There is an inverse relationship between individual socio-economic status (SES) and amount of occupational physical activity. The role of the socio-economic environment is, however, less clear. This study examined the independent influences of neighborhood and individual SES on absolute and relative amount of occupational physical activity. It also examined the moderating effects of neighborhood SES on the relationship between individual SES and occupational physical activity.
Employees (n = 1236) resident in high or low SES neighborhoods were assessed on socio-demographic factors, including educational attainment and household income, and physical activity.
Neighborhood SES and individual SES were independently inversely related to absolute and relative amount of occupational physical activity. Significant interactions between neighborhood SES and level of educational attainment in the contribution of total and vigorous occupational physical activity to total physical activity were found.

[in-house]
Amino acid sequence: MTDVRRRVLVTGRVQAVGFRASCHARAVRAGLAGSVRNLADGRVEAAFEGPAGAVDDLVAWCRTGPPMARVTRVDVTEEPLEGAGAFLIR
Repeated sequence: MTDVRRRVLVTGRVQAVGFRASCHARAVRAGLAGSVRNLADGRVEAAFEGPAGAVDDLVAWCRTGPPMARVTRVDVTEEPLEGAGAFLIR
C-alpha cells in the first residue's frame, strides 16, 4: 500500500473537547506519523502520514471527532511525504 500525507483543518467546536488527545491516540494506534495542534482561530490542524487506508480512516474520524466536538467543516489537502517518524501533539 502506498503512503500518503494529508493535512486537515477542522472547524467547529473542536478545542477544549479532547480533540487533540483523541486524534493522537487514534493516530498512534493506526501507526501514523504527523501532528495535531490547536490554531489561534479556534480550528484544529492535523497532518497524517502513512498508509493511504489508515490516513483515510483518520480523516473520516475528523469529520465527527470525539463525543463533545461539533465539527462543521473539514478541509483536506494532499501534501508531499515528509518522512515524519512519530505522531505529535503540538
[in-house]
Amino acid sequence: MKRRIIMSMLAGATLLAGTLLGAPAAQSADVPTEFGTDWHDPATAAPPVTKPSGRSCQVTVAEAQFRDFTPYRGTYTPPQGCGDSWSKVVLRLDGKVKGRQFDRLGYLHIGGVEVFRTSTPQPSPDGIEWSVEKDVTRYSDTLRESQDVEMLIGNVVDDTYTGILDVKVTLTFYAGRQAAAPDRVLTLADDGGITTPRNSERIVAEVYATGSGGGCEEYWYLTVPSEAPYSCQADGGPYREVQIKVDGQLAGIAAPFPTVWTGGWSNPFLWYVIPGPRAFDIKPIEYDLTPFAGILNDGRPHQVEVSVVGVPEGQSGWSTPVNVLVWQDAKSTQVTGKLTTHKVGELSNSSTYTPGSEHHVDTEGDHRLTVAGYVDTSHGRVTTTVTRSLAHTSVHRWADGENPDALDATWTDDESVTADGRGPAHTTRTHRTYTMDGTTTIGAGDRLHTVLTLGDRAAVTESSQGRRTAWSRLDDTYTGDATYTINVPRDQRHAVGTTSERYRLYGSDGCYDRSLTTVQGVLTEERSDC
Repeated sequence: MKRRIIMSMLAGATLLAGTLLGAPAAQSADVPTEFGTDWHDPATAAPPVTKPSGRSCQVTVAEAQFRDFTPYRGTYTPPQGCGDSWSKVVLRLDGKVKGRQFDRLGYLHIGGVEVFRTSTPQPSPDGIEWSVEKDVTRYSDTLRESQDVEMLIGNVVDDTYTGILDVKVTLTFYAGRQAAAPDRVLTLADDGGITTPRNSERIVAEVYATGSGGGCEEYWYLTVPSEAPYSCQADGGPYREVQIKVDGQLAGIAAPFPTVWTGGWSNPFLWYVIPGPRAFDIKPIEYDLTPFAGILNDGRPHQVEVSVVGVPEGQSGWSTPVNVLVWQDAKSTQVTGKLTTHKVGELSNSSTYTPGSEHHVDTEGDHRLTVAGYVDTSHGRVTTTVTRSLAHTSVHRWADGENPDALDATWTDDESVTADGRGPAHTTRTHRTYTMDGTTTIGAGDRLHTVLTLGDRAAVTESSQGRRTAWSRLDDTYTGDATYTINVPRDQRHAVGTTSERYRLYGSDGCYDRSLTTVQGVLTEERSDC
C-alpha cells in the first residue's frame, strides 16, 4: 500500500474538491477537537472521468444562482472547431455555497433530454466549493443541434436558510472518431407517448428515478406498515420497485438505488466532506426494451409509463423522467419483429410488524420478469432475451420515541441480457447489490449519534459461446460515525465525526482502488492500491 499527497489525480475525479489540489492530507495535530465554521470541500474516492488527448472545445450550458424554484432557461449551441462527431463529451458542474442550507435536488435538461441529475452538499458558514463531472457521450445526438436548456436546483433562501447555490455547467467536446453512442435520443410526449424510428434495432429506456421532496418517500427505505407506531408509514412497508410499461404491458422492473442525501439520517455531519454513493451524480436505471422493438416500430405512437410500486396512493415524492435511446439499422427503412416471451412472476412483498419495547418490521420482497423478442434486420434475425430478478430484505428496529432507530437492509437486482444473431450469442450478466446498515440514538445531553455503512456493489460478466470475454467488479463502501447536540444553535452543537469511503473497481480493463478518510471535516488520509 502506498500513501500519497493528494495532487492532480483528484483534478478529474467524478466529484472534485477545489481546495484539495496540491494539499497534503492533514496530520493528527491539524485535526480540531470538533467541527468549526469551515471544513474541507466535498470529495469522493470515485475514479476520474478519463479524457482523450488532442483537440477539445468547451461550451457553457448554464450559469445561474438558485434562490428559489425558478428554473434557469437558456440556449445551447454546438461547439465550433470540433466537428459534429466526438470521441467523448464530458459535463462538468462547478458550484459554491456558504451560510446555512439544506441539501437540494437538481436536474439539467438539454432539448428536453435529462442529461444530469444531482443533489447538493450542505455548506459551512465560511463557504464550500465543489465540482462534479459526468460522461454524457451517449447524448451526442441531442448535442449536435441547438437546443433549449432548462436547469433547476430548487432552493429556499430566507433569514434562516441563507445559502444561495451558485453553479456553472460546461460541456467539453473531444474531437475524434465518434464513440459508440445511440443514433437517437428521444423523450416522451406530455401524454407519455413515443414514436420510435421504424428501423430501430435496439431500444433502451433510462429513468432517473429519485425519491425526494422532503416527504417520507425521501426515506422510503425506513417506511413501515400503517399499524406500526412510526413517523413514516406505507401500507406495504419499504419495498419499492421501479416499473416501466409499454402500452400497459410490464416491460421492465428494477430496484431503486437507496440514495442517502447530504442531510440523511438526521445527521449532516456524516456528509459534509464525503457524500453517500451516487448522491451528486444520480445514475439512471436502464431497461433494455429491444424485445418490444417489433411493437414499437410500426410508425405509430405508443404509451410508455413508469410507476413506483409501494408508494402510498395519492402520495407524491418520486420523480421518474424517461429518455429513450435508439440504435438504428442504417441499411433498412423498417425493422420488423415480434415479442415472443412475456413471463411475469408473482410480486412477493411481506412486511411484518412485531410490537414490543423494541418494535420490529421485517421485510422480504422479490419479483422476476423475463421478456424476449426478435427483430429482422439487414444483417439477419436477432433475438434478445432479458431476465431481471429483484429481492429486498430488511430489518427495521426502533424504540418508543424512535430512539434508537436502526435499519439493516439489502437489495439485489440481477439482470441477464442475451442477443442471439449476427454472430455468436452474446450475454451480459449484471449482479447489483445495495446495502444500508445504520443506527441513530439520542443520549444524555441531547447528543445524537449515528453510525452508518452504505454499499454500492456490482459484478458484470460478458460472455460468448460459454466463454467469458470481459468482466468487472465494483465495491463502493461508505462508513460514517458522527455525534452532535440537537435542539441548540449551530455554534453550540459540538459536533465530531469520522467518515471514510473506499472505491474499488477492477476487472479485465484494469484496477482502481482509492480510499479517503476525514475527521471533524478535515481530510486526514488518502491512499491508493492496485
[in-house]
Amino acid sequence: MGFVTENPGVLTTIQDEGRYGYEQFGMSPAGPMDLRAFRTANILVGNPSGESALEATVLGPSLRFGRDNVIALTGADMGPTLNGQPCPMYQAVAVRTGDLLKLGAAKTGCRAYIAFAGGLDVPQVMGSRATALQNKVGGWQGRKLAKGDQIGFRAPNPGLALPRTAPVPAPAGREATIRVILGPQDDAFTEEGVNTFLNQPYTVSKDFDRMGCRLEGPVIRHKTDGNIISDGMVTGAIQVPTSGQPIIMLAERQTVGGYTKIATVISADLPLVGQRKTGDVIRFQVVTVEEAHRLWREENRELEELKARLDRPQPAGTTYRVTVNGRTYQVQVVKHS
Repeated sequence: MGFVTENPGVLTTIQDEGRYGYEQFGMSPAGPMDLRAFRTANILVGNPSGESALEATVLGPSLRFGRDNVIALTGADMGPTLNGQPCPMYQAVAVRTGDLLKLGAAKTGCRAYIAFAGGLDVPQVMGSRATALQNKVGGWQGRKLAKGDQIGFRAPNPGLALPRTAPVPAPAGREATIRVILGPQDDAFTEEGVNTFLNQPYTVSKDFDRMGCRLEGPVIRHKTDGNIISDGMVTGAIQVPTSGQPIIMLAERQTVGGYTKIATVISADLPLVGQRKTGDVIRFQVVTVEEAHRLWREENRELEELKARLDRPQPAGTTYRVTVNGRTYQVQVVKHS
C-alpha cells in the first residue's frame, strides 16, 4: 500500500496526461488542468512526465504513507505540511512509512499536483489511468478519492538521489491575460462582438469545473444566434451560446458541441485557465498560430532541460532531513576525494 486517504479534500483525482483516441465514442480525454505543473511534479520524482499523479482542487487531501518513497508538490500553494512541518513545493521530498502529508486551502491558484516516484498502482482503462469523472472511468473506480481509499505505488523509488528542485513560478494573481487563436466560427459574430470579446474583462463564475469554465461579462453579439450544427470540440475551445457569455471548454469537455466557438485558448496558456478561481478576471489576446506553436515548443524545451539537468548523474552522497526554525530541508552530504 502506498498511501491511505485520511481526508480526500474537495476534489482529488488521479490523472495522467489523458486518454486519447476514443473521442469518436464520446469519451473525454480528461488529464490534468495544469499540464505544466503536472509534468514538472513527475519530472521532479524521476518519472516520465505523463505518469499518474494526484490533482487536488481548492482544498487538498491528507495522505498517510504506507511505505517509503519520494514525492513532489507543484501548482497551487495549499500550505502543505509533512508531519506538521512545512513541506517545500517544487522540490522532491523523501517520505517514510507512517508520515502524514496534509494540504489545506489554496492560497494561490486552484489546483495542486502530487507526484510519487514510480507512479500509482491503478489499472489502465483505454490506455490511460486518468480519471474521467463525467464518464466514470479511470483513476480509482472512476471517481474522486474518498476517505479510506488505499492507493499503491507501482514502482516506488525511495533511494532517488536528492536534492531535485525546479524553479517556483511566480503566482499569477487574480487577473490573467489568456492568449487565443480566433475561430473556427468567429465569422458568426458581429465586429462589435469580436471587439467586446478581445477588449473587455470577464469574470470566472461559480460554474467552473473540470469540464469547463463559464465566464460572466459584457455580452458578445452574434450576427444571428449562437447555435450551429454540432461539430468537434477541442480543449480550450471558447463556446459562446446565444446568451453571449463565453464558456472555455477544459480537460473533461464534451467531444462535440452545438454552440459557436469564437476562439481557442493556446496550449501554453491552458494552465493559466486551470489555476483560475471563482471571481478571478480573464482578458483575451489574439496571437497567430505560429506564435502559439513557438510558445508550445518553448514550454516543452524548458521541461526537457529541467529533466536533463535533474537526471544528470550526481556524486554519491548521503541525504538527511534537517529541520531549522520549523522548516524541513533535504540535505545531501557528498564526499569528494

Neighborhood SES can function as a moderator in the relationship between individual SES and occupational physical activity.
Proper is with Body@Work, Research Center Physical Activity, Work and Health, TNO-VUmc, The Netherlands and with the VU University Medical Center, Institute for Research in Extramural Medicine (EMGO Institute), Van der Boechorststraat 7, NL-1081 BT Amsterdam, The Netherlands. Cerin and Owen are with the Cancer Prevention Research Centre, School of Population Health, The University of Queensland, Herston QLD 4006, Australia.